The second dispute Schatz refers to is one that I addressed earlier, involving the bishop Firmilian. Here, again, are some examples of how Firmilian was "clinging to Rome":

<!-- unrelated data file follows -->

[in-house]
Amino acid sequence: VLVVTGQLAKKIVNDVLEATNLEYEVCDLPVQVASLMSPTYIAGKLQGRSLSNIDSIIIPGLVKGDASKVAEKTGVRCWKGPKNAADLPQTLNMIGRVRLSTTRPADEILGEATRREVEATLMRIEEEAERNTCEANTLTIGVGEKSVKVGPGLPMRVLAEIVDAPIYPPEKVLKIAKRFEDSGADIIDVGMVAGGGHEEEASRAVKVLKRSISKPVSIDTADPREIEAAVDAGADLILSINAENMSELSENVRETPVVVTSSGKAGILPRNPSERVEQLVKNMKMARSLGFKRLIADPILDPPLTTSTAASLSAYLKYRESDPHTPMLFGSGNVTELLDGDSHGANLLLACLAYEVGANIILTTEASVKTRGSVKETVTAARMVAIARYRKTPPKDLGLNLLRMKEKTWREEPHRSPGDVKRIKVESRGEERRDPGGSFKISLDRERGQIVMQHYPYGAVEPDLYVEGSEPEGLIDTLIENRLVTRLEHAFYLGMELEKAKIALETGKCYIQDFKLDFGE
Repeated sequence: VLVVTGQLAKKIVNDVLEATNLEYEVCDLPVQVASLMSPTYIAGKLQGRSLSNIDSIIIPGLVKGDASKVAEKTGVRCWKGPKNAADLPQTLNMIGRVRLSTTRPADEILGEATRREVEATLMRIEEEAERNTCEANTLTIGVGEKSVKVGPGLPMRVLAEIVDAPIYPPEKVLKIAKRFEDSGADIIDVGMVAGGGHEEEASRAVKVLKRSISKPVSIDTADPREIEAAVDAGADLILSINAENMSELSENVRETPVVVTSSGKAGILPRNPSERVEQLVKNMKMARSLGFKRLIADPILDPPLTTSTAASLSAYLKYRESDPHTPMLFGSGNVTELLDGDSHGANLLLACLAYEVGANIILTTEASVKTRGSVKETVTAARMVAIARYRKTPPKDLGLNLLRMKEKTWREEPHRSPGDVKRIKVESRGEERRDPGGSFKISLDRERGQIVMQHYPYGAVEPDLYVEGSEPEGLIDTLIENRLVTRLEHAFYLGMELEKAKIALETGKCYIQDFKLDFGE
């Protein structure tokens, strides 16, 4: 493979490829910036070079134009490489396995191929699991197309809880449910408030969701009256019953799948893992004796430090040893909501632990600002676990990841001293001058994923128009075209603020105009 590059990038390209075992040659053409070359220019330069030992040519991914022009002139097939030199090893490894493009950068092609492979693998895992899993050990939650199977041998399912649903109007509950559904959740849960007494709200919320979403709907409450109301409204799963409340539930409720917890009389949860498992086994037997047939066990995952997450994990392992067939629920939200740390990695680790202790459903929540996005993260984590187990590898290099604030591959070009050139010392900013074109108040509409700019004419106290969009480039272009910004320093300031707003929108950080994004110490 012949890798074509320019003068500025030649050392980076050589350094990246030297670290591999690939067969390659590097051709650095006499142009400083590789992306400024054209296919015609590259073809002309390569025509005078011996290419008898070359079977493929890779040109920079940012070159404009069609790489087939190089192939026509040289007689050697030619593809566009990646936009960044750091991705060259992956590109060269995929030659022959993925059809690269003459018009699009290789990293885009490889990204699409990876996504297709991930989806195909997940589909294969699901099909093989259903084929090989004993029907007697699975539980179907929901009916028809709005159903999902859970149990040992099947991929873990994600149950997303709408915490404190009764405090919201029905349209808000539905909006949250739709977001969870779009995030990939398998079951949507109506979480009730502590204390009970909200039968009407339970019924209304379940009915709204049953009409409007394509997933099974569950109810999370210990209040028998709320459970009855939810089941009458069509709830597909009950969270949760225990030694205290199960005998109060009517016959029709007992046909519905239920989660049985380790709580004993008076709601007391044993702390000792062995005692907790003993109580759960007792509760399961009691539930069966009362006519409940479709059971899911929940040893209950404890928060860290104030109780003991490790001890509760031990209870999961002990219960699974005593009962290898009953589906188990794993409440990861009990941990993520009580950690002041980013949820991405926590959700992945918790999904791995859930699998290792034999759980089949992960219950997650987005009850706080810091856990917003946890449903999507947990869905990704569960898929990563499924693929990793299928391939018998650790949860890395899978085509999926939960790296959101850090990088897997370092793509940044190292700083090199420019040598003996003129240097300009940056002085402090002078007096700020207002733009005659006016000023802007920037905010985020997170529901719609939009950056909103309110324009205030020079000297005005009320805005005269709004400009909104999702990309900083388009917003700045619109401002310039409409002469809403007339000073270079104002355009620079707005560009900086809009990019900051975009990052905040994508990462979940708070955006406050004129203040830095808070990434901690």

"they who are at Rome do not observe those things in all cases which are handed down from the beginning, and vainly pretend the authority of the apostles...But with respect to the refutation of custom which they [the Roman church] seem to oppose to the truth, who is so foolish as to prefer custom to truth, or when he sees the light, not to forsake the darkness?...And this indeed you Africans are able to say against Stephen [bishop of Rome], that when you knew the truth you forsook the error of custom. But we join custom to truth, and to the Romans' custom we oppose custom, but the custom of truth; holding from the beginning that which was delivered by Christ and the apostles....But indeed you [Stephen] are worse than all heretics....Moreover, how great sin have you heaped up for yourself, when you cut yourself off from so many flocks! For it is yourself that you have cut off. Do not deceive yourself, since he is really the schismatic who has made himself an apostate from the communion of ecclesiastical unity. For while you think that all may be excommunicated by you, you have excommunicated yourself alone from all...But as far as he [Stephen] is concerned, let us leave him...And yet Stephen is not ashamed to afford patronage to such in opposition to the Church, and for the sake of maintaining heretics to divide the brotherhood and in addition, to call Cyprian 'a false Christ and a false apostle, and a deceitful worker.' And he, conscious that all these characters are in himself, has been in advance of you, by falsely objecting to another those things which he himself ought deservedly to hear." (Cyprian's Letter 74:6, 74:19, 74:23-24, 74:26)